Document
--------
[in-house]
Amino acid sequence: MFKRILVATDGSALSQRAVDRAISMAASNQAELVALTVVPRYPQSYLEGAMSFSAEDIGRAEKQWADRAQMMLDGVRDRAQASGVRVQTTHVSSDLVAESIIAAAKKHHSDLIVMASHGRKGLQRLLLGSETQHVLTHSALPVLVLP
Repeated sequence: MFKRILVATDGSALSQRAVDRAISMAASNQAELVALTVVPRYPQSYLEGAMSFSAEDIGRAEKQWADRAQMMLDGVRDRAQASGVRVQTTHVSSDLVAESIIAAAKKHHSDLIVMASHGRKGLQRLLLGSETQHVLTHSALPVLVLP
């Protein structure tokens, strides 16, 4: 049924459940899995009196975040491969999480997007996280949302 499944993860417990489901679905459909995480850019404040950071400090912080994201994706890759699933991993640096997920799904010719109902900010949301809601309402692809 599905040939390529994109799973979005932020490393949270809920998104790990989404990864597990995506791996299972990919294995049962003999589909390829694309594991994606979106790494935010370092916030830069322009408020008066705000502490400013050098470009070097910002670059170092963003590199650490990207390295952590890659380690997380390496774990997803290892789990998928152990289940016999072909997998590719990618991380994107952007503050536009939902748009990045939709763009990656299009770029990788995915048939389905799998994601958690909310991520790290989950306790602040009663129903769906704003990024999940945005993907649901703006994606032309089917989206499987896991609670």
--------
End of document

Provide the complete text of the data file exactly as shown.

[in-house]
Amino acid sequence: MFKRILVATDGSALSQRAVDRAISMAASNQAELVALTVVPRYPQSYLEGAMSFSAEDIGRAEKQWADRAQMMLDGVRDRAQASGVRVQTTHVSSDLVAESIIAAAKKHHSDLIVMASHGRKGLQRLLLGSETQHVLTHSALPVLVLP
Repeated sequence: MFKRILVATDGSALSQRAVDRAISMAASNQAELVALTVVPRYPQSYLEGAMSFSAEDIGRAEKQWADRAQMMLDGVRDRAQASGVRVQTTHVSSDLVAESIIAAAKKHHSDLIVMASHGRKGLQRLLLGSETQHVLTHSALPVLVLP
């Protein structure tokens, strides 16, 4: 049924459940899995009196975040491969999480997007996280949302 499944993860417990489901679905459909995480850019404040950071400090912080994201994706890759699933991993640096997920799904010719109902900010949301809601309402692809 599905040939390529994109799973979005932020490393949270809920998104790990989404990864597990995506791996299972990919294995049962003999589909390829694309594991994606979106790494935010370092916030830069322009408020008066705000502490400013050098470009070097910002670059170092963003590199650490990207390295952590890659380690997380390496774990997803290892789990998928152990289940016999072909997998590719990618991380994107952007503050536009939902748009990045939709763009990656299009770029990788995915048939389905799998994601958690909310991520790290989950306790602040009663129903769906704003990024999940945005993907649901703006994606032309089917989206499987896991609670």